Tuesday, April 24 – 11:30 Plenary. Kathryn Johnson
It is fitting that we will spend a good portion of this first day of the Third Global Gathering in “telling and listening to the stories of our Journeys with Jesus Christ.”
This practice is one of the distinctive marks of a Global Christian Forum event; some call it a “charism” of the Forum. It has such a prominent and memorable place because it invites each of us to make part of our own experience here a central goal of the Forum: “to recognize one another in Christ and Christ in one another.”
As we saw earlier this morning in the video, the aim and the hope of the Forum is not only to “bring to the same table” but also to bring “into the same conversation” people from the widest possible range of Christian families and Christian formations. But how do these conversations begin in ways that make a place for every voice? What could we talk about together?
Not first of all our differences in doctrine: that is clear. Some of us – like me – respect and participate in serious theological dialogues. I thank God for the steps they have taken toward re-examining divisions in our teaching and allowing us to take important steps forward. But theological dialogue is not for every person, and not for every problem. And It is not the most reliable way to build relationships with those whose traditions are in some ways unknown to us, or even puzzling.
It is part of the “lore” of the GCF, part of its family narrative, that it did not set out with the intention to make faith stories central but rather discovered in practice how helpful they could be. The first reason for this is simple, and true in this Hall today as it has been at every Forum gathering. Every Christian has her relationship, each Christian has his relationship, with Jesus Christ; every Christian life is a journey with Jesus. Telling that story is a way of introducing ourselves to each other, Christian to Christian.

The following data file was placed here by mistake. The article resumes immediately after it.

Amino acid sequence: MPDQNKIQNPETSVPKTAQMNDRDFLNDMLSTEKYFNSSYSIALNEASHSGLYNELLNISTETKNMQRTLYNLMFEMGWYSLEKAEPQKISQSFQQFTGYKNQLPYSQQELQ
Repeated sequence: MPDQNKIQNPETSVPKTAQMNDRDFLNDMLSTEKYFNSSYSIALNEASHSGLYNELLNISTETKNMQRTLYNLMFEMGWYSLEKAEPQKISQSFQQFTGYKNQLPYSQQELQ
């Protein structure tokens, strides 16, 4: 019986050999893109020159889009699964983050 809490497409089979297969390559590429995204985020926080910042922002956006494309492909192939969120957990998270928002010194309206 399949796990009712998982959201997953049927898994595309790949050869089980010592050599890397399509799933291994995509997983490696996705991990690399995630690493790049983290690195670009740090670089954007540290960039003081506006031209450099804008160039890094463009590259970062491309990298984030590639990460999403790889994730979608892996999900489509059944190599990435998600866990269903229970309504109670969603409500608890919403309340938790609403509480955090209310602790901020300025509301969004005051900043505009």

But if the story-telling began, at least in part, as a response to a concrete challenge, it soon became clear that the practice offers more substantive gifts. It opens our eyes anew to the presence of Christ, and it invites us to listen for the breath of the Spirit – in the lives of those around the circle with us and then in the communities from which they come.
1. Let us focus first on telling our stories.
For some of us in this room, giving a testimony, telling our story, is a familiar practice in our communities. For others — and I am included in this group – it is not our custom, and it is not entirely comfortable. It is one of the little jokes, an irony of the Forum experience that I then am the one asked to talk about this practice. I have learned through obedience to this expectation what treasures it can offer. It is a gift to be asked to put our experience into words – even as we have to search for the words, for the patterns and the images, with which to tell it.
For those who do this often, the invitation is to be open to new words, new selections and perspectives, to fit this distinctive occasion. For as we change over our lives in our relation to Jesus, we change also in our relationship to ourselves – in our perspectives on our pasts, and how what has been will come with us into our journey’s next steps.
Our prayer for each of you today is that you come to some new understanding of your own relationship with Jesus—as you put it into words for others.
2. But stories are both told and heard, and the hearing part is equally important.